AXA Advisors

  www.axa-equitable.com
  www.axa-equitable.com

AXA Advisors Reviews

Updated 18 December, 2014
Updated 18 December, 2014
319 Reviews
3.3
319 Reviews
Rating Trends

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AXA Advisors Chairman and CEO Henri de Castries
Henri de Castries
88 Ratings

Review Highlights

Pros
  • You can make a lot of money if you are truly dedicated and passionate about the job (or about the money) (in 8 reviews)

  • Creating your own work schedule/ Flexible Hours (This is not a 8-5 job) (in 14 reviews)


Cons
  • No base salary, heavy sales focus, no formal training (in 8 reviews)

  • I would suggest buying a book of business, starting from scratch can be daunting (in 6 reviews)

More Highlights

96 Employee Reviews Back to all reviews

Sort: Popular Rating Date
  1.  

    I really did not agree with AXA Advisors approach to financial planning.

    • Comp & Benefits
    • Work/Life Balance
    • Senior Management
    • Culture & Values
    • Career Opportunities
    Former Employee - Financial Representative in Columbus, OH (US)
    Former Employee - Financial Representative in Columbus, OH (US)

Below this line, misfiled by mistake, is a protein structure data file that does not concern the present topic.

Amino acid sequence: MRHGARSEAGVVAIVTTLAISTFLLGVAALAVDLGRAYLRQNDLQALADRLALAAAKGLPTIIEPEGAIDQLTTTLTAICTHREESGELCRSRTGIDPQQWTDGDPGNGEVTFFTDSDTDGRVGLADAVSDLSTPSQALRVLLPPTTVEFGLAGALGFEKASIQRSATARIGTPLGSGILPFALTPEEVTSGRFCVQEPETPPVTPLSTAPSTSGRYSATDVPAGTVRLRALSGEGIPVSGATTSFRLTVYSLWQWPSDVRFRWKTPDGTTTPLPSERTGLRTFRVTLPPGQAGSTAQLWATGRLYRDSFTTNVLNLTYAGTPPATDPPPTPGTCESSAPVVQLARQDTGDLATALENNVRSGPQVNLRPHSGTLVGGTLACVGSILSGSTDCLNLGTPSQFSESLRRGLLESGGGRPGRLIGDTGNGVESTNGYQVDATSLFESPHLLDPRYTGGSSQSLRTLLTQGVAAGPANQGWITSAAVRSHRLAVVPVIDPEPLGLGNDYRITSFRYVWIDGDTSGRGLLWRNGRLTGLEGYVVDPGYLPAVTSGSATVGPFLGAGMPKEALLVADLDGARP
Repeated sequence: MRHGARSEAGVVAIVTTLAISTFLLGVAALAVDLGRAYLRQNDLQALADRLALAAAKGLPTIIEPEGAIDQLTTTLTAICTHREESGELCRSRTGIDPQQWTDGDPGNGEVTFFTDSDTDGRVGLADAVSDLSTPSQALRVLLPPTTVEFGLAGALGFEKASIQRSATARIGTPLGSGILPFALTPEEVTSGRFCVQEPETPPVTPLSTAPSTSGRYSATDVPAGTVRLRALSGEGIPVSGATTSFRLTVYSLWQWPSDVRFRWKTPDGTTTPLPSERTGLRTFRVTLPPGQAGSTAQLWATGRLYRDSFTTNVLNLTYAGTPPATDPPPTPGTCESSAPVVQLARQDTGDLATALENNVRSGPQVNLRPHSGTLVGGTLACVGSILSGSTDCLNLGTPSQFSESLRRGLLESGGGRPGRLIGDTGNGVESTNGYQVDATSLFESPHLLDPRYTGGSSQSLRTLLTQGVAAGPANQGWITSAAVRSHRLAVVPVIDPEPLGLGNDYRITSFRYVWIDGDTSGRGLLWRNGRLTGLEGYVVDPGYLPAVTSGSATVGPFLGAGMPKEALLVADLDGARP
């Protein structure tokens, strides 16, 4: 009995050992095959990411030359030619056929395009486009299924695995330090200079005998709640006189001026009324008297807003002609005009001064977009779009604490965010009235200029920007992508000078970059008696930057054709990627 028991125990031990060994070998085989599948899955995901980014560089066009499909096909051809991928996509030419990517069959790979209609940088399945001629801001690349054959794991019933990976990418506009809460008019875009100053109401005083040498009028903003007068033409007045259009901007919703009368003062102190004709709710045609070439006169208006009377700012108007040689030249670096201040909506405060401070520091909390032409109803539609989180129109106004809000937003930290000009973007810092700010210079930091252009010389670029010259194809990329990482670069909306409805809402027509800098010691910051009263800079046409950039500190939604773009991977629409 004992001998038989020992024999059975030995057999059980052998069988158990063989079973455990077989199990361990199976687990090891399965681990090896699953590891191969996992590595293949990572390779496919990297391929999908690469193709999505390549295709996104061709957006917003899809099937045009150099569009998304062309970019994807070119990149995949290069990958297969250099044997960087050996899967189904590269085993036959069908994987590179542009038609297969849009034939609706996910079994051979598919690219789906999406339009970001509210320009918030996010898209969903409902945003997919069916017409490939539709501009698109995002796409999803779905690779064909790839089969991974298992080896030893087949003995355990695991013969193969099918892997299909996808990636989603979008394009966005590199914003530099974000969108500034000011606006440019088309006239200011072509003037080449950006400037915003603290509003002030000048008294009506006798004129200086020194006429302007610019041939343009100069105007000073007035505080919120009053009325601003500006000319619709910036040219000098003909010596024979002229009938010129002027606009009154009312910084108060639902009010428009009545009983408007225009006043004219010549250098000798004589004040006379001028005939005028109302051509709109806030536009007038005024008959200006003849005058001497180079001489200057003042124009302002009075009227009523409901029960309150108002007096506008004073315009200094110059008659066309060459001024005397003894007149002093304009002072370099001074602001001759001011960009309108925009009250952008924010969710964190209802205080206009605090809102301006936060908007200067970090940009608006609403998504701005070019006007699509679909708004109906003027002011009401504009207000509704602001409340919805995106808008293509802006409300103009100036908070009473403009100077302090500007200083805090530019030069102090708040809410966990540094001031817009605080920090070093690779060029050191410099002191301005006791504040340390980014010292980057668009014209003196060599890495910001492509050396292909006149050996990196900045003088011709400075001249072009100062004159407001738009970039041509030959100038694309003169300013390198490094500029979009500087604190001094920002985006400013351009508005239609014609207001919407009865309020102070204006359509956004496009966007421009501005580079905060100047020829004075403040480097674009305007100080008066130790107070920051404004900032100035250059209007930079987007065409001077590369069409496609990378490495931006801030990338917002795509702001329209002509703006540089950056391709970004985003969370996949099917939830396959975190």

I worked at AXA Advisors

    Pros

    Flexibility in terms of your schedule. Sky is the limit depending on how hard you want to work.

    Cons

    They push their proprietary products regardless of what is right for the client.

    Advice to ManagementAdvice

    An annuity isn't always the best option for everyone.

    Doesn't Recommend
    Neutral Outlook
    No opinion of CEO
  2.  

    Not much different than most financial advising companies

    • Comp & Benefits
    • Work/Life Balance
    • Senior Management
    • Culture & Values
    • Career Opportunities
    Former Employee - Financial Professional in New York, NY (US)
    Former Employee - Financial Professional in New York, NY (US)

    I worked at AXA Advisors full-time (less than an year)

    Pros

    -The harder you work, the more you will make. Almost entirely commission based
    -If you have a lot of customers/clients from another business who trust you, this job is for you. I would say this is ideal for people with previous sales experience and knows a little about finance. Be prepared to contact all your old clients. If you don't have 50-100 people minimum you have worked/sold for in the past, forget it.

    Cons

    -sell to your friends and family if you don't have enough former clients
    -rent your office back to you

    Doesn't Recommend
    Neutral Outlook
    No opinion of CEO
  3. 3 people found this helpful  

    Good products, but terrible training

    • Comp & Benefits
    • Work/Life Balance